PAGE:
The administration of the US President Donald Trump gives Beijing a chance to prevent the imposition of new customs duties on Chinese imported goods with a proposal for a series of talks between the two countries later this month.
The news was also confirmed by White House Economics Adviser Larry Kudlow, who told that Finance Minister Steven Mnuchin had sent an invitation letter to senior Chinese government officials but refused to give more details. On their part, the Chinese authorities welcomed the initiative for new trade talks.
The China’s Foreign Ministry spokesman Geng Shuang told reporters that the invitation was received and that both countries are currently discussing the details surrounding it.
“China has always believed that escalating the trade conflict is not in anyone’s interest. In fact, since the talks in Washington last month, the two-party trade negotiation teams have retained various forms of contact, and have been discussing the concerns of each country”, said he.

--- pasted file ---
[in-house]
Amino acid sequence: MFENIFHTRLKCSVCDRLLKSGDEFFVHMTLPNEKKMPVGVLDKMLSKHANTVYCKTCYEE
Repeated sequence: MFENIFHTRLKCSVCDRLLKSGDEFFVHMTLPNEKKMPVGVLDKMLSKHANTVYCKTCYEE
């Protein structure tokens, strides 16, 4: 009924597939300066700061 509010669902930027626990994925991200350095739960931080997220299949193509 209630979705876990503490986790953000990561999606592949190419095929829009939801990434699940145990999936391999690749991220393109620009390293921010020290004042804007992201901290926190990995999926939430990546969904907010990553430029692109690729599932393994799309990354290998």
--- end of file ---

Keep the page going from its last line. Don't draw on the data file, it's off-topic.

The possible restart of trade talks comes amid reports from some US administration officials that, according to them, there is a vulnerability and, in all likelihood, more flexibility among Chinese government officials, pressed by the duties already imposed and the threat of new ones.
It also followed the gradual increase in political tensions over President Trump to alleviate trade conflicts – which have tormented consumers and led to painful retaliation against Chinese exports before the mid-term elections in November.
Given the complexity of the negotiations between the two countries, it is still not certain that the invitation will end with a meeting. Chinese government officials say the Beijing administration has begun to become cautious about the decision-making process in Washington and may be tempted to accept unless there is a guarantee that the negotiators are also representing the president’s position.
According to sources, US authorities have sent the invitation to a Chinese group of state officials headed by Deputy Prime Minister Lu Chi. It will follow the previous round of negotiations between middle-level sales representatives. The new meeting will be on a high level and will take place either in Washington, or in Beijing.
So far, the Chinese authorities have not shown much willingness to respond to Washington’s demands, especially those that affect deeper structural changes in the country’s economy, such as the abolition of state-owned subsidies, for example.